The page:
Steve Sailer posts about a new book by Jon Krakauer about a rape at a small college in Montana. He asks the question why the press, including the New York Times, has paid so much attention to this case, but not other rape cases at higher profile schools. He sees that the pattern is that cases in which the accused rapist is white gets coverage, while those in which the accused rapist is black get much less.
The press has a pattern of focusing on white crimes (UVA) while ignoring others, and of always taking the anti-white side in disputes (Duke Lacross, Ferguson.) This has the effect of demonizing white men. It’s not just that it paints a false picture of reality, it’s that it teaches people that it’s good and noble to criticize whites in an unfair manner. We see the results of this everywhere.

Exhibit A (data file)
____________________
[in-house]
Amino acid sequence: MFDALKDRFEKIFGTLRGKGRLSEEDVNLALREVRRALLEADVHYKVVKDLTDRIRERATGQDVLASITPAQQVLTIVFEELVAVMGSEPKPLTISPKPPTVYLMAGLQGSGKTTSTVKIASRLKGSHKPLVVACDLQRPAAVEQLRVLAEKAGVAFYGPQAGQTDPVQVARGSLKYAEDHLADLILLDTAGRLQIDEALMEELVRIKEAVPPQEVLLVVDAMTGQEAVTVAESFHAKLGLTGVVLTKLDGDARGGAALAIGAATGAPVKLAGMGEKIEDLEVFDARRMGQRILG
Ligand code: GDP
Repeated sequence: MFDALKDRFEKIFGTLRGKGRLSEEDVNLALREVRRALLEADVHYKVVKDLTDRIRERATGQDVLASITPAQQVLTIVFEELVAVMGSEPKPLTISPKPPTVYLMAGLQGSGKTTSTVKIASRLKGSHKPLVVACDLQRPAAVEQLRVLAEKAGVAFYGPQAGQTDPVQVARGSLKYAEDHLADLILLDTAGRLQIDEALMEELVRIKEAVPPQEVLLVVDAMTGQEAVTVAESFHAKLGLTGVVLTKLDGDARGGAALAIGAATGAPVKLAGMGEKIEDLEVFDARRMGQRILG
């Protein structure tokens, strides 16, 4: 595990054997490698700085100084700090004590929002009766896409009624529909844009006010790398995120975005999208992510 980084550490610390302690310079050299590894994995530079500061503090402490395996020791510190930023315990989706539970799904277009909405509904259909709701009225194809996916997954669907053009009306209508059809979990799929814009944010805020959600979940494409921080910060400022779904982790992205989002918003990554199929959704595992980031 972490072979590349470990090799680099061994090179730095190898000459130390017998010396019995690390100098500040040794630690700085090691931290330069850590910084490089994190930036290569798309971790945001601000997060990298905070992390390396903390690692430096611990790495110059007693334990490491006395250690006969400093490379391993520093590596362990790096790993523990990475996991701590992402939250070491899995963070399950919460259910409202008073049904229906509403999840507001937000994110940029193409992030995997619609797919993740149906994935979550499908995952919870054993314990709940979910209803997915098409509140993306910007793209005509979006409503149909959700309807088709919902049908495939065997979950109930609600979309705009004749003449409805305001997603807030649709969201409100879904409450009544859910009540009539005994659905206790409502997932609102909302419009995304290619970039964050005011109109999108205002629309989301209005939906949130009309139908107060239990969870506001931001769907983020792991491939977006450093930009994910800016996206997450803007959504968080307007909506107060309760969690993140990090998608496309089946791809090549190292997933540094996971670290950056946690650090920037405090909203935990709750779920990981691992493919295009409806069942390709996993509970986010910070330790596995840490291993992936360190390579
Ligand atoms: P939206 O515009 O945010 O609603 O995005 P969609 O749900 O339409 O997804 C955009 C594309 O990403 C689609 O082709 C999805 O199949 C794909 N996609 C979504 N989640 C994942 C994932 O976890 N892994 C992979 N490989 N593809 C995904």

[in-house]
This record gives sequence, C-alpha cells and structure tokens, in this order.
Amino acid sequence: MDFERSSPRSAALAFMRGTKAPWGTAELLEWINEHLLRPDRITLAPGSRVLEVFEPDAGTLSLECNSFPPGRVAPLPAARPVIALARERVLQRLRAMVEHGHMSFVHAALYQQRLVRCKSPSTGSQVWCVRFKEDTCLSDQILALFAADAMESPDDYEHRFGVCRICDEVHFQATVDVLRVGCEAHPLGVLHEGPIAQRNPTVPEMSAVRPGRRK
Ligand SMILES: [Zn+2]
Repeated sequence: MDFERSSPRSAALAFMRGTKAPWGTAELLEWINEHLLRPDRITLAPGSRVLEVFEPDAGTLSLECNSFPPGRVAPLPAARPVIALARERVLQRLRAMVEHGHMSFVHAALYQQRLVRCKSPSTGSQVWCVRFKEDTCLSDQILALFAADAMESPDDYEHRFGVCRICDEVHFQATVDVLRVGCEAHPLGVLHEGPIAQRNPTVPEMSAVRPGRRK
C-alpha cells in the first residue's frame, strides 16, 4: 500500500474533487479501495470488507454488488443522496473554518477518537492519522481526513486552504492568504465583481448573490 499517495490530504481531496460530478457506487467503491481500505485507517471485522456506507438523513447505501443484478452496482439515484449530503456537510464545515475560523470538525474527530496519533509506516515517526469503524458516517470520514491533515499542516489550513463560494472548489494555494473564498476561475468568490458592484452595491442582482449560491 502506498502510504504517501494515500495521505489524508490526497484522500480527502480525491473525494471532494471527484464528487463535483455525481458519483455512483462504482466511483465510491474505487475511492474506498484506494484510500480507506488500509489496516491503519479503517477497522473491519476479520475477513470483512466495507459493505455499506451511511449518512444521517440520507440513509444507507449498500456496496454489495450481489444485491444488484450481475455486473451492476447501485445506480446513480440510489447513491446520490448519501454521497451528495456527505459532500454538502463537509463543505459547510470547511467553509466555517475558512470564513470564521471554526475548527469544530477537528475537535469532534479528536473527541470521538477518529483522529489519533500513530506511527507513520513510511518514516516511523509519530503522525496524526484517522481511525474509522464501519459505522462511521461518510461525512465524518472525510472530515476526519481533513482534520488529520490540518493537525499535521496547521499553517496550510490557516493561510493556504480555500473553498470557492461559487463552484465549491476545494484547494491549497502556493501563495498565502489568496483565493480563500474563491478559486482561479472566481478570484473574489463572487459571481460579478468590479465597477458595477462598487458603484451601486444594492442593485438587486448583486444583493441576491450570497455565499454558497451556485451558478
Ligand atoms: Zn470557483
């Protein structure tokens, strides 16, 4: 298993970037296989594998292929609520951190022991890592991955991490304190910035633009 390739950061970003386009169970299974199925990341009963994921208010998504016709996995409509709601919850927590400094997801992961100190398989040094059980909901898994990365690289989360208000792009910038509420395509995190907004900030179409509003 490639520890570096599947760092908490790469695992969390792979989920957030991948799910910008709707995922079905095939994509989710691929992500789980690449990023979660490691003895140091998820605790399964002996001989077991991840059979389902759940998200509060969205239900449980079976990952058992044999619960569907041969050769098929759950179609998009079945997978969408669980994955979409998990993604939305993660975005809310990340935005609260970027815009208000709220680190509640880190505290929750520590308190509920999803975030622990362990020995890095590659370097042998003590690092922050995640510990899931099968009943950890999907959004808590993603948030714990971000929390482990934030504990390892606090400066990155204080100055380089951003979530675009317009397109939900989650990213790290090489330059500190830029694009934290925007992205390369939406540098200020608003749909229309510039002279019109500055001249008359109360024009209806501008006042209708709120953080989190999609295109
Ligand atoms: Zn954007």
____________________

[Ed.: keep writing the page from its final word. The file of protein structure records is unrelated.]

We can’t fight against this kind of anti-white bigotry unless we recognize it and name it, over and over again. Until the overarching pattern is documented, clear and undeniable.
Steve has the point that the left’s ideology is fringe vs core. But in practice, “fringe vs core” takes the form of anti-white bigotry. I imagine the typical journalist doesn’t wake up in the morning thinking to group libel whites, it’s more like they want to avoid “punching down” on a “vulnerable powerless minority.” But it is still functionally equivalent to anti-white bigotry, even if it’s not what they are consciously aiming for, even if they don’t realize they’re doing it. And it’s what we need to fight against.
And by doing so we can fight anti-core, anti-majority sentiment at the same time. We say anti-white bigotry is wrong at the same time we say anti-majority sentiment is wrong. Majorities have the right to be proud of their heritage, meaning whites have a right to be proud of their heritage. That majorities have a right to a home and to pass it onto their children, meaning whites have a right to a home and to pass it onto their children. The general principle is enhanced by its prime example, they fit together hand in glove.